Language: English

DOI: 10.23738/CCSJ.110205

ISSN: 2384-9568

Article

News Items [Argentina, Brazil, Ceylon, Denmark, France, Germany, Great Britain, Holland, India, Ireland, Italy, Liberia, Switzerland, U.S.A., Vietnam]

Publication: Communications (Association Montessori Internationale, 195?-2008), vol. 1960, no. 2

Pages: 23–27

Africa, Americas, Argentina, Asia, Brazil, Ceylon, Denmark, Europe, France, Germany, Great Britain, Holland

See More

Language: English

ISSN: 0519-0959

Article

✓ Peer Reviewed

Autonomy, Spontaneity and Creativity in Research with Children. a Study of Experience and Participation, in Central Italy and North West England

Available from: Taylor and Francis Online

Publication: International Journal of Social Research Methodology, vol. 23, no. 1

Pages: 55-74

Autonomy in children, Creative ability in children, Creative thinking in children, England, Europe, Great Britain, Italy, Montessori method of education, Northern Europe, Southern Europe, Spontaneity (Personality trait), United Kingdom

See More

Abstract/Notes: Research involving children, deemed to have difficulties with conventional means of communication, can perpetuate reductive forms of representation of children’s knowledges and experiences. This article focuses on the possibilities and opportunities that visual and creative methods can offer to researching with children. Children advance their views in and through spontaneous and concrete forms of participation. Autonomy in aesthetic acts is central to this methodology; to explore practices that produce and reproduce presuppositions deriving from societal attitudes affecting research with children, their agency and self-presentation. This cross-cultural study was conducted in Central Italy and North West England: children contributed their perspectives and experiences through participation in a series of creative encounters resulting in aesthetic and embodied outcomes of sociological and educational significance. The study contributes to the debate on children’s autonomy and the value and quality of participation through artistic practice. Examples from the corpus of data, which includes a series of artefacts and over 900 photographs from each geo-cultural context, are presented. The study shows that it is possible to harmonise power imbalances in spaces of creative freedom, in research and education, where children’s choices and agency are respected.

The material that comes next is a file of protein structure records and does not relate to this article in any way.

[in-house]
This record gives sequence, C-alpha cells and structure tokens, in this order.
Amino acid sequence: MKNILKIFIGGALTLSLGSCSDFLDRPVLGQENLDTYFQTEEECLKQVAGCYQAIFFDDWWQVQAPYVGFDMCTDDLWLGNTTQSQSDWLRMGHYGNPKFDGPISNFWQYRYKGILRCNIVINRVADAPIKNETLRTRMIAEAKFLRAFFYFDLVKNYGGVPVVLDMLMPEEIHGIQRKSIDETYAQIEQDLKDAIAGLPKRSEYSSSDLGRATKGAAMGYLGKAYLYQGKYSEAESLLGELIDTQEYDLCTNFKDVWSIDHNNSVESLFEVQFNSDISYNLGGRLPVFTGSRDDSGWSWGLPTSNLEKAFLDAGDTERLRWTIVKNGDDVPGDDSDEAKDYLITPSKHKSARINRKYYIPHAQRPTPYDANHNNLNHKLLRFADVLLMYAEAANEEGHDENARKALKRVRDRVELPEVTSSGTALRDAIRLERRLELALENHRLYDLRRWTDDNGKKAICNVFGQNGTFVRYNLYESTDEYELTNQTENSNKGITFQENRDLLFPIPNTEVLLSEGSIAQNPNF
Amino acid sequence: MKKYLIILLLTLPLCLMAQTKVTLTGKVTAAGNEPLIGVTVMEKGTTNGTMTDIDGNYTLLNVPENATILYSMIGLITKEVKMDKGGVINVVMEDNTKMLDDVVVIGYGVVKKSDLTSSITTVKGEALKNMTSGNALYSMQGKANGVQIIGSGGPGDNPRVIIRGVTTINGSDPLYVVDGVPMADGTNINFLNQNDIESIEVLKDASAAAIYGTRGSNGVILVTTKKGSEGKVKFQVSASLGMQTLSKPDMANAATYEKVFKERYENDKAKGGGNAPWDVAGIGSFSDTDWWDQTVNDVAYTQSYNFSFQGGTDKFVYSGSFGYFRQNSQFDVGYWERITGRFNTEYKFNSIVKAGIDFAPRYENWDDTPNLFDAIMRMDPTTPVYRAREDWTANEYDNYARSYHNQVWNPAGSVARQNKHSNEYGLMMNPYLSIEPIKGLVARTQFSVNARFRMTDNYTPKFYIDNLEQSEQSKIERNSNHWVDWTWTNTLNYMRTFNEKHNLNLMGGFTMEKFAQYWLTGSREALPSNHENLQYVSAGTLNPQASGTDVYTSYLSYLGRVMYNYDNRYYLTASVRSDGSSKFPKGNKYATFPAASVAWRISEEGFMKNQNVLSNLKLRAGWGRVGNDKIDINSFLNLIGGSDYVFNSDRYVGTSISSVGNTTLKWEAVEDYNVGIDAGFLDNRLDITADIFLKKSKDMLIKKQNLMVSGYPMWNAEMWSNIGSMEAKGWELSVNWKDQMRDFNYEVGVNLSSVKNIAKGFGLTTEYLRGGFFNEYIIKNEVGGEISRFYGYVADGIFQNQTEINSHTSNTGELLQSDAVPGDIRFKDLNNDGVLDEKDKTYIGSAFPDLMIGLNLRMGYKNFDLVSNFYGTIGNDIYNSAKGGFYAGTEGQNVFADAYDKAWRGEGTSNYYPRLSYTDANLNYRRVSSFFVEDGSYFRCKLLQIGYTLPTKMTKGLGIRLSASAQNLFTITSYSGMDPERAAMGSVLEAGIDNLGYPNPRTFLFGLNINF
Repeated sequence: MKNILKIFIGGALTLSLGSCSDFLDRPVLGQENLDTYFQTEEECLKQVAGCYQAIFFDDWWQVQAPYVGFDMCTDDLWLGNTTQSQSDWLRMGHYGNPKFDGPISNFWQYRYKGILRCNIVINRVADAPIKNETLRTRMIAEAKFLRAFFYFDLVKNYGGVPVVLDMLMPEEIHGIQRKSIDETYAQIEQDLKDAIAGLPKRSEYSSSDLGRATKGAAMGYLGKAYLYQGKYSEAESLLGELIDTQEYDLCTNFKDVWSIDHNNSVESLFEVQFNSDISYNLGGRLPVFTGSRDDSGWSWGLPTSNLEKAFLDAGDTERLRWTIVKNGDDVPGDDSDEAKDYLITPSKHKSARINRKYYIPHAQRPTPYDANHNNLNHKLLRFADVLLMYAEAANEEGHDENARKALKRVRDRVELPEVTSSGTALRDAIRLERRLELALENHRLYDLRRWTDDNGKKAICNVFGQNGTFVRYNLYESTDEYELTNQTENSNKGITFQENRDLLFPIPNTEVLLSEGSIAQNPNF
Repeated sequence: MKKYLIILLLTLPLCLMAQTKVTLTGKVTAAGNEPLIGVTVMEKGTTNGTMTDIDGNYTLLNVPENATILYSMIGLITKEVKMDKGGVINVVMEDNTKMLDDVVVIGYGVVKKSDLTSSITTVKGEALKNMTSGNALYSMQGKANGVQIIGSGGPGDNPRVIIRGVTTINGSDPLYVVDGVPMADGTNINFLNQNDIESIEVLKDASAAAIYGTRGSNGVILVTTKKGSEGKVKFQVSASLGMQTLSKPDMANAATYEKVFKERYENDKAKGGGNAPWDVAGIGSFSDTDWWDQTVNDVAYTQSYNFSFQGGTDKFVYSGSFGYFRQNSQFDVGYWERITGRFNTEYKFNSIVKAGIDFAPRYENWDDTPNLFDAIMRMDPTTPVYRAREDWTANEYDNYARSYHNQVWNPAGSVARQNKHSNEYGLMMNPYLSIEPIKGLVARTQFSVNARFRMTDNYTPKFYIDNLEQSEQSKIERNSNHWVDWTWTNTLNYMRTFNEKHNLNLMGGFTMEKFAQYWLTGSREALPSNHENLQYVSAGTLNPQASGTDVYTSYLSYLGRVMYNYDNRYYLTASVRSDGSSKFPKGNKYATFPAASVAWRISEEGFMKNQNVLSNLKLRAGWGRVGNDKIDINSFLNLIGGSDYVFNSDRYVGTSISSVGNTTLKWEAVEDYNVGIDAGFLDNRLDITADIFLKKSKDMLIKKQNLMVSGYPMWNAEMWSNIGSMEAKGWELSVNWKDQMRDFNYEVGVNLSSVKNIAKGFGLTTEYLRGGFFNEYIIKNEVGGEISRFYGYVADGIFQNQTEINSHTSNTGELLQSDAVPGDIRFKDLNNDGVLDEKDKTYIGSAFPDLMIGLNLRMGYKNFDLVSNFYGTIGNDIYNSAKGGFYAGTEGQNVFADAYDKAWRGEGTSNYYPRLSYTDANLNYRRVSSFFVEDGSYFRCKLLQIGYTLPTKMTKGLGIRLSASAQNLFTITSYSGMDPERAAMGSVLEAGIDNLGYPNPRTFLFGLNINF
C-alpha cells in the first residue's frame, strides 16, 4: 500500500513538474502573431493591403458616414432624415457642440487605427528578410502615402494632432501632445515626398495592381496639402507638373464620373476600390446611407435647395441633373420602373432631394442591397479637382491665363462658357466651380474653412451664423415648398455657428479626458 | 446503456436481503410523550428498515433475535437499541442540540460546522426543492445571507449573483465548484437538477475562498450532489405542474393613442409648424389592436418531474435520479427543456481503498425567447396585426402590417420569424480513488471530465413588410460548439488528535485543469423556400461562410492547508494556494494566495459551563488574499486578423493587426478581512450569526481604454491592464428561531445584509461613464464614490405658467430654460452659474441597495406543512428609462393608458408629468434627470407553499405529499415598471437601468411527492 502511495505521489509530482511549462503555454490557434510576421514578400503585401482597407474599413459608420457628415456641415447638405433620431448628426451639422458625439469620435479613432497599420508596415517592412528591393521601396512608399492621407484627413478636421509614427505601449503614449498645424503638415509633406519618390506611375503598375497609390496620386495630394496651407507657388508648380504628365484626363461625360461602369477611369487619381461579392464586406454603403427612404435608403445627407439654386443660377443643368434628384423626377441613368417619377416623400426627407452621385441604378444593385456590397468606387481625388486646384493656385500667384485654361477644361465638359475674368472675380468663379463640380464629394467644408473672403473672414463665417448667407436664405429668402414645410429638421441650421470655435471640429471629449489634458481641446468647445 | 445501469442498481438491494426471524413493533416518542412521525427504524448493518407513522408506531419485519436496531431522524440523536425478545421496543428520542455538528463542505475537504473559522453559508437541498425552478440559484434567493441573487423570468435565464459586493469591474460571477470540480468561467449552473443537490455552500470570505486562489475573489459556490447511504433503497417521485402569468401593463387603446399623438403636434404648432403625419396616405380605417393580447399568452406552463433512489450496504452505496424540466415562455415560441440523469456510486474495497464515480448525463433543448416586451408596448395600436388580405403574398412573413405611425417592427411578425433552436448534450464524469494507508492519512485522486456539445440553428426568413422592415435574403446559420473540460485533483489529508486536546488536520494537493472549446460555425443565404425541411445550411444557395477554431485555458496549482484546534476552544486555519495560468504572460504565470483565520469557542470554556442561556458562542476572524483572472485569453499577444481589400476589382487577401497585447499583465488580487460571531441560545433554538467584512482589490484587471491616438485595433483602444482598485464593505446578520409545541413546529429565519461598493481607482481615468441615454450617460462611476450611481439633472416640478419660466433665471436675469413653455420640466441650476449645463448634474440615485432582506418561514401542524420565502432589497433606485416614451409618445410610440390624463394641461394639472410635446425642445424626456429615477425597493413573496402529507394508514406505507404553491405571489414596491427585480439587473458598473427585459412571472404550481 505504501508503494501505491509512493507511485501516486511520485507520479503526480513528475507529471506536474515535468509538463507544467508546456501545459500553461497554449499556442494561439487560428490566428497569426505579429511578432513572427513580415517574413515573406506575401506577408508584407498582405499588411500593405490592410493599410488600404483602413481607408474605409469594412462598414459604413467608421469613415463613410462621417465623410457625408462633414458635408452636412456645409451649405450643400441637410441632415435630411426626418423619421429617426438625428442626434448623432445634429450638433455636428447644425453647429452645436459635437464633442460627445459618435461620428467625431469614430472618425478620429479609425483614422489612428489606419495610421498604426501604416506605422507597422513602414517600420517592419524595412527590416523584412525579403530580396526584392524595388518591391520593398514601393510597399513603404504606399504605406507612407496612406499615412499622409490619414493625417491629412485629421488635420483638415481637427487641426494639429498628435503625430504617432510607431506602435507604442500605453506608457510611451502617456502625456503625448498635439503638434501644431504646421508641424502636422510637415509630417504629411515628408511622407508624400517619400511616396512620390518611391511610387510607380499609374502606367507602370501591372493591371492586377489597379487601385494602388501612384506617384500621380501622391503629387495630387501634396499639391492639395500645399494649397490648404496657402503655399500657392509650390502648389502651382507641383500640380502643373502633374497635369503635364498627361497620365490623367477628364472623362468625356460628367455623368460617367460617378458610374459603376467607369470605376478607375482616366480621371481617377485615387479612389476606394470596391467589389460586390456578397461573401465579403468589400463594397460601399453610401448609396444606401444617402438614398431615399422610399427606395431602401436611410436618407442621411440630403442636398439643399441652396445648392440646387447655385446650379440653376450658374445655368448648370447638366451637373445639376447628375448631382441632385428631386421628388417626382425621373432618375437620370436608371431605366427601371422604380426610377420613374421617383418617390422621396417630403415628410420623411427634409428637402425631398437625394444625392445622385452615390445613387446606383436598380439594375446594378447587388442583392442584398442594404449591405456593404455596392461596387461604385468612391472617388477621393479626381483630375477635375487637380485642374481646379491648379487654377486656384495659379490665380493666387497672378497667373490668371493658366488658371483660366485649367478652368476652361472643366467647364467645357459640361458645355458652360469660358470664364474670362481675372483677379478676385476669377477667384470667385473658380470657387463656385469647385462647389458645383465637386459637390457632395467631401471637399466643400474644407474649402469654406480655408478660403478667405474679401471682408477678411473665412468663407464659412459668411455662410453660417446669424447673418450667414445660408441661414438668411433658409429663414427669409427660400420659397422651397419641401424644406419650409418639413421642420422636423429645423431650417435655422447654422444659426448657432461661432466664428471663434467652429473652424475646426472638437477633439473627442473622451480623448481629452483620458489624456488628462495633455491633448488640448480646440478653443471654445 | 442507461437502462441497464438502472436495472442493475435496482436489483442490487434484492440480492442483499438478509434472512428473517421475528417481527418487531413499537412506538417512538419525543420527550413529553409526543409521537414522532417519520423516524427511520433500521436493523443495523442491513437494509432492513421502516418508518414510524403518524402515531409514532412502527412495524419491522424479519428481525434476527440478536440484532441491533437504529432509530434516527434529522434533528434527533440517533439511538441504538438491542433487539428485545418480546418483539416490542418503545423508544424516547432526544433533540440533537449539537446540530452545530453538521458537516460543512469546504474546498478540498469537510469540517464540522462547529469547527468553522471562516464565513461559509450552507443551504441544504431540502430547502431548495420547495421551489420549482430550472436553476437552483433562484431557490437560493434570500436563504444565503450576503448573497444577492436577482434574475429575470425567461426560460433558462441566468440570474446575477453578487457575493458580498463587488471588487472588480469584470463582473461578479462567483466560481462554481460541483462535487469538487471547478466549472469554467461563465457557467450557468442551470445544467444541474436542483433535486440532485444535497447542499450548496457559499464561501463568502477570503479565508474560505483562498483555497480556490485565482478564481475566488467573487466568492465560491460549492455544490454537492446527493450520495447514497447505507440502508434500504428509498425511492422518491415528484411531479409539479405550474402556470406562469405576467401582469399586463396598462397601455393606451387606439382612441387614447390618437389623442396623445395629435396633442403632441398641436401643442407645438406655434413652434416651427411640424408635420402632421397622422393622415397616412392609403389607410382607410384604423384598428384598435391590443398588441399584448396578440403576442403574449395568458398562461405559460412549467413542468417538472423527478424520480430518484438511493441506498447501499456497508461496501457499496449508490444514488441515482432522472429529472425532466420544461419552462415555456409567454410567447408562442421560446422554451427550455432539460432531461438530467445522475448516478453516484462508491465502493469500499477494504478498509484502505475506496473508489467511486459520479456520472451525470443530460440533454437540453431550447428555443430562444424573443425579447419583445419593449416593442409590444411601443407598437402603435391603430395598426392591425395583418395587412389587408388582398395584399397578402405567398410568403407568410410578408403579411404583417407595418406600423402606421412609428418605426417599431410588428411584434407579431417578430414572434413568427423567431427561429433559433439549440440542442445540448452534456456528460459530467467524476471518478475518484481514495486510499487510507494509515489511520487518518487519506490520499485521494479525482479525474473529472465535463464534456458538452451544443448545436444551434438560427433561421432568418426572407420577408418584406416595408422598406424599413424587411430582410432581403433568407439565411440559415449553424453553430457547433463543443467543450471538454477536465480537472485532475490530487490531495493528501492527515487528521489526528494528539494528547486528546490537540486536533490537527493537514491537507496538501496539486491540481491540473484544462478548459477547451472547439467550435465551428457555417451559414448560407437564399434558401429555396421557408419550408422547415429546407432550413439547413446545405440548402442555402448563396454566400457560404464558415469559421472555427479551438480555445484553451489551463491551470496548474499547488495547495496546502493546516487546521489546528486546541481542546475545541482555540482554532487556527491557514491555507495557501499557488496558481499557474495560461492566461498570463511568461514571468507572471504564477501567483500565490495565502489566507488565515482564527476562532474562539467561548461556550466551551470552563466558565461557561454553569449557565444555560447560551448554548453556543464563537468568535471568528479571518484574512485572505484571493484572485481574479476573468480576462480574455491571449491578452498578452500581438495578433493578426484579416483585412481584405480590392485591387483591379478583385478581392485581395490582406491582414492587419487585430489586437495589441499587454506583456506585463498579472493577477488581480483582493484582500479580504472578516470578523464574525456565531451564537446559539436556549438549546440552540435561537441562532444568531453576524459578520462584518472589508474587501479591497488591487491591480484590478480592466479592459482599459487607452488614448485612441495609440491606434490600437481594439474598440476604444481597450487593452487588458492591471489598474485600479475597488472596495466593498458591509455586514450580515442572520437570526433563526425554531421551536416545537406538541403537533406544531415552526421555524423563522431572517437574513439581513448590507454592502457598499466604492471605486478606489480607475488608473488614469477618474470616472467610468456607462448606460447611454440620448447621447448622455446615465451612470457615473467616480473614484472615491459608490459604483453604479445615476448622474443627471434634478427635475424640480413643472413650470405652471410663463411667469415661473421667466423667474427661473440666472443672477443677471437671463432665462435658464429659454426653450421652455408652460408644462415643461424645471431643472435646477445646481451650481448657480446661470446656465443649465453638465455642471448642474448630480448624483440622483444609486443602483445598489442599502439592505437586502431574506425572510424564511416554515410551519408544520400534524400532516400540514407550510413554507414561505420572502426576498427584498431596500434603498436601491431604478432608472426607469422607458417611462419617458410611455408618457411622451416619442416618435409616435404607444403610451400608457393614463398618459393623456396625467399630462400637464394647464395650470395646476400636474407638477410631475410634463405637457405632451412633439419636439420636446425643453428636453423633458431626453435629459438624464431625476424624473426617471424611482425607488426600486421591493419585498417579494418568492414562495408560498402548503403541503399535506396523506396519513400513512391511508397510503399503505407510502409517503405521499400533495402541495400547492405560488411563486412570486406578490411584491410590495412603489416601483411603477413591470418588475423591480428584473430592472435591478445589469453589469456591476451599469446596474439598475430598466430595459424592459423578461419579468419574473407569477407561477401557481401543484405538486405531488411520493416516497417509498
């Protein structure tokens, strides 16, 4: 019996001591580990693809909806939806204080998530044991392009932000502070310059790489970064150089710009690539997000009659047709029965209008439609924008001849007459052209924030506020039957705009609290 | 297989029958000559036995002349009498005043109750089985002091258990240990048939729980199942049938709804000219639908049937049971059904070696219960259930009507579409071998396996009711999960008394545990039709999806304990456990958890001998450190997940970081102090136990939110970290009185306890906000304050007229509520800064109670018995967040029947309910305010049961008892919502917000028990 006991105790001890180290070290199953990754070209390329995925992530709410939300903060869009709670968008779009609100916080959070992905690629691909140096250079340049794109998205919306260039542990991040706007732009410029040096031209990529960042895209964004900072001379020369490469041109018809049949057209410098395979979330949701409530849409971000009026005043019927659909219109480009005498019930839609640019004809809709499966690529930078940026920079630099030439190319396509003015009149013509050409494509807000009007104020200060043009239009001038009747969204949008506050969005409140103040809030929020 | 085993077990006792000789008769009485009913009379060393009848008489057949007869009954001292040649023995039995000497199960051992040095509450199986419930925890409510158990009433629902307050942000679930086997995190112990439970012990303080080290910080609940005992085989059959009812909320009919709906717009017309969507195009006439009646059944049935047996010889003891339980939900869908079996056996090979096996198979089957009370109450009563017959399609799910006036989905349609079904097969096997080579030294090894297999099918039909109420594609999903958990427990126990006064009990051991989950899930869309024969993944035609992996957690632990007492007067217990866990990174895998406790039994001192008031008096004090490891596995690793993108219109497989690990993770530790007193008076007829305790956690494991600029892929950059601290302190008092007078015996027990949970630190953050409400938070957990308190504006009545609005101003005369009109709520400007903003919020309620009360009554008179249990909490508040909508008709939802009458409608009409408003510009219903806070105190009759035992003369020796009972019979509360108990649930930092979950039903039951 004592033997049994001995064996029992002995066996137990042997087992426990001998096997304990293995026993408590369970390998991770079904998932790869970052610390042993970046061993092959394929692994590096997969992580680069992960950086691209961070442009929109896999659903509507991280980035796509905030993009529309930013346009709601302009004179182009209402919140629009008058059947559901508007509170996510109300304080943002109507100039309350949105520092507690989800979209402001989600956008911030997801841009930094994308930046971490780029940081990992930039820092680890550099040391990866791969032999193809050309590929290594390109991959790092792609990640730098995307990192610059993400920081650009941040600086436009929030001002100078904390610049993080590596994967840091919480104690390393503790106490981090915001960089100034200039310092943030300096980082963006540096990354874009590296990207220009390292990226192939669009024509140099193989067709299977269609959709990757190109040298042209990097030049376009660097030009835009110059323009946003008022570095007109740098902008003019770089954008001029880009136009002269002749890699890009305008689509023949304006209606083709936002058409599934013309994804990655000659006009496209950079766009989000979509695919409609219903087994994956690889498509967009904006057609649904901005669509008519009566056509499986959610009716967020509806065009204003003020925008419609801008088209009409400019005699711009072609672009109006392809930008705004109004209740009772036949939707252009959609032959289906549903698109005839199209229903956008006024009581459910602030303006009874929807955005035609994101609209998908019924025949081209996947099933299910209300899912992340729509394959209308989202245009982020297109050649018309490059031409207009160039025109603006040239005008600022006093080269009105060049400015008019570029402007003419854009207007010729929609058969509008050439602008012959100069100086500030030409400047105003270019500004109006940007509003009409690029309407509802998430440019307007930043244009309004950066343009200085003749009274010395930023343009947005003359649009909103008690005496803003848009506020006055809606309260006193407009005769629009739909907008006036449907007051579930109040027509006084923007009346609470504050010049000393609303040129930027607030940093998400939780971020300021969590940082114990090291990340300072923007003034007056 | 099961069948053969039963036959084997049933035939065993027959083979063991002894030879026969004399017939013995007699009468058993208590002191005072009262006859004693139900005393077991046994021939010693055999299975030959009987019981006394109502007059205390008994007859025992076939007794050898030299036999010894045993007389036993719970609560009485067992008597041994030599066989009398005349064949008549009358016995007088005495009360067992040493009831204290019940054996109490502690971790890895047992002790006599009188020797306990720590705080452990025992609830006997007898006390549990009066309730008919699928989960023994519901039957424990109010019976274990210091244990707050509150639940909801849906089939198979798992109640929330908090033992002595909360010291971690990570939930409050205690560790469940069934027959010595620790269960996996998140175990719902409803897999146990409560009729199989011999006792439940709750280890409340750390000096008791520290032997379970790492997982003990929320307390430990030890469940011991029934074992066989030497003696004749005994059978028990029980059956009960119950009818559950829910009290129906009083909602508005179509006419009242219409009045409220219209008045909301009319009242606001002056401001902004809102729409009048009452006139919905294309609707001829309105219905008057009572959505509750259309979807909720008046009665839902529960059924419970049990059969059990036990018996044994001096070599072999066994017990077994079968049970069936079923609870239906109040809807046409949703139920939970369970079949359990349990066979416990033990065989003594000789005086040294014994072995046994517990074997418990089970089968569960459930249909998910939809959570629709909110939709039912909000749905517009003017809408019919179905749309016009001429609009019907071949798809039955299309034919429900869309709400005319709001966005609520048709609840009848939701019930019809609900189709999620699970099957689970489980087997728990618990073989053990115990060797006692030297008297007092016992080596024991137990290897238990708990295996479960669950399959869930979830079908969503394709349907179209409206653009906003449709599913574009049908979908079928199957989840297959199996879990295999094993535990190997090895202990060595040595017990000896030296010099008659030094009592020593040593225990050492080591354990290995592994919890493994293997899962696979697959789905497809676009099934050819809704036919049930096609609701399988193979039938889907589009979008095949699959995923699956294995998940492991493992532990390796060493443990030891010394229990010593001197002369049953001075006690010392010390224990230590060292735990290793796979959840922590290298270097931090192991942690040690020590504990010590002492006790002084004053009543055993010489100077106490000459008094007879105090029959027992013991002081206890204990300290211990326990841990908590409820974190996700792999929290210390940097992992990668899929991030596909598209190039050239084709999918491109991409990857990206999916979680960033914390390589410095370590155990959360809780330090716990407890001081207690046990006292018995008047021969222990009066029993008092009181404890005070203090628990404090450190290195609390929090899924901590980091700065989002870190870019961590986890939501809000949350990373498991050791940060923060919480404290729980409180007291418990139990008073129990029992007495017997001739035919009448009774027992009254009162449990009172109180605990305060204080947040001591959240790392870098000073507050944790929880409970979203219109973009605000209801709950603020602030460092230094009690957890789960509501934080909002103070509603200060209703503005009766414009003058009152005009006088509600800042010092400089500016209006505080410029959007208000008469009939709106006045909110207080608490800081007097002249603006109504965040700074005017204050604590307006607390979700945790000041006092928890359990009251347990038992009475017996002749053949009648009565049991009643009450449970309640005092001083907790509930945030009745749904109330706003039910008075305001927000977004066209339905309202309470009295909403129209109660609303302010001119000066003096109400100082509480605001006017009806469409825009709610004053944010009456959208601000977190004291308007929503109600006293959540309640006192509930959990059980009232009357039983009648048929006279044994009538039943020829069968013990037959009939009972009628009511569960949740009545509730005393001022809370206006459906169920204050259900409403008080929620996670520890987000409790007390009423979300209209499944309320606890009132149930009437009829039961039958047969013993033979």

Language: English

DOI: 10.1080/13645579.2019.1672280

ISSN: 1364-5579

Article

✓ Peer Reviewed